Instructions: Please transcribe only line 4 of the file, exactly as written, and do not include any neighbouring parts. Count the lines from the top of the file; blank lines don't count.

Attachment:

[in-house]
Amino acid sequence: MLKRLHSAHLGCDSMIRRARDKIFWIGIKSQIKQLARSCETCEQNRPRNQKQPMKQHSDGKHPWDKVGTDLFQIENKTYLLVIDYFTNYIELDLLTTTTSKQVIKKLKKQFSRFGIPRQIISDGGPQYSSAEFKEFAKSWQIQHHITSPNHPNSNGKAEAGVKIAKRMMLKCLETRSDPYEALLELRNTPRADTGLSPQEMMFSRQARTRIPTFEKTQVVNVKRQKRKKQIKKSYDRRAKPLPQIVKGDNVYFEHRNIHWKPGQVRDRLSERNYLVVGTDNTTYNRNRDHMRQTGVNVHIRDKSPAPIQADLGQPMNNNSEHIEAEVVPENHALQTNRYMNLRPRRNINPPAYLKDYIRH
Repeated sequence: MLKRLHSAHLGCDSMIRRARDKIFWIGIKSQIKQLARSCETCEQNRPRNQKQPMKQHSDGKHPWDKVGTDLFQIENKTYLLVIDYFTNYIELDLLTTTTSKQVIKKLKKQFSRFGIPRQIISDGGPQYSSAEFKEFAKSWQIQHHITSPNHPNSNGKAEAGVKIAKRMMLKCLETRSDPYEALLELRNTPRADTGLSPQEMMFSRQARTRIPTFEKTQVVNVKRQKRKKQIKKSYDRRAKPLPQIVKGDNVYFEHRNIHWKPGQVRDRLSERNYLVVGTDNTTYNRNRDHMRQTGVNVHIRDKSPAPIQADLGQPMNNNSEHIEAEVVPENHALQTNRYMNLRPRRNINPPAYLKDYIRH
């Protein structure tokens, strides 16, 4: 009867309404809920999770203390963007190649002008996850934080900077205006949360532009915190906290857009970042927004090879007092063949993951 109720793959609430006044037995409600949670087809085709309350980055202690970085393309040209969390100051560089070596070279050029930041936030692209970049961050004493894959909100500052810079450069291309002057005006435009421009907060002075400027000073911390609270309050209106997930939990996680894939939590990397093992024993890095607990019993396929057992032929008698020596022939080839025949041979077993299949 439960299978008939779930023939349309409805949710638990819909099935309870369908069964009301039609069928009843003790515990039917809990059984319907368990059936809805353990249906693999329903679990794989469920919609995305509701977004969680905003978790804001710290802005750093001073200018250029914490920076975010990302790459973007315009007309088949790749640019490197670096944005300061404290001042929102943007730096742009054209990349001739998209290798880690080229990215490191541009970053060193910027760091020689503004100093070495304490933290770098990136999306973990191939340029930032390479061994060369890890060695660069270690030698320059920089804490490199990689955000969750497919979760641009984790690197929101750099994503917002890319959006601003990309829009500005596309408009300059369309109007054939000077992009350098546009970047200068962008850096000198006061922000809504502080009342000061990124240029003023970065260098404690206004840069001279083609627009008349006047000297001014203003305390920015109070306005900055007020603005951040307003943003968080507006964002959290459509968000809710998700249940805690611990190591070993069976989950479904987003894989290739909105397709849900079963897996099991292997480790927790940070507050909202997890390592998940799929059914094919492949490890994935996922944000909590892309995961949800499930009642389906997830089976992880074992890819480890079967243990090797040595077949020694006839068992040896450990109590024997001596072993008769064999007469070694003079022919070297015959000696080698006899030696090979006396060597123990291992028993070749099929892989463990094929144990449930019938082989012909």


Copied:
């Protein structure tokens, strides 16, 4: 009867309404809920999770203390963007190649002008996850934080900077205006949360532009915190906290857009970042927004090879007092063949993951 109720793959609430006044037995409600949670087809085709309350980055202690970085393309040209969390100051560089070596070279050029930041936030692209970049961050004493894959909100500052810079450069291309002057005006435009421009907060002075400027000073911390609270309050209106997930939990996680894939939590990397093992024993890095607990019993396929057992032929008698020596022939080839025949041979077993299949 439960299978008939779930023939349309409805949710638990819909099935309870369908069964009301039609069928009843003790515990039917809990059984319907368990059936809805353990249906693999329903679990794989469920919609995305509701977004969680905003978790804001710290802005750093001073200018250029914490920076975010990302790459973007315009007309088949790749640019490197670096944005300061404290001042929102943007730096742009054209990349001739998209290798880690080229990215490191541009970053060193910027760091020689503004100093070495304490933290770098990136999306973990191939340029930032390479061994060369890890060695660069270690030698320059920089804490490199990689955000969750497919979760641009984790690197929101750099994503917002890319959006601003990309829009500005596309408009300059369309109007054939000077992009350098546009970047200068962008850096000198006061922000809504502080009342000061990124240029003023970065260098404690206004840069001279083609627009008349006047000297001014203003305390920015109070306005900055007020603005951040307003943003968080507006964002959290459509968000809710998700249940805690611990190591070993069976989950479904987003894989290739909105397709849900079963897996099991292997480790927790940070507050909202997890390592998940799929059914094919492949490890994935996922944000909590892309995961949800499930009642389906997830089976992880074992890819480890079967243990090797040595077949020694006839068992040896450990109590024997001596072993008769064999007469070694003079022919070297015959000696080698006899030696090979006396060597123990291992028993070749099929892989463990094929144990449930019938082989012909």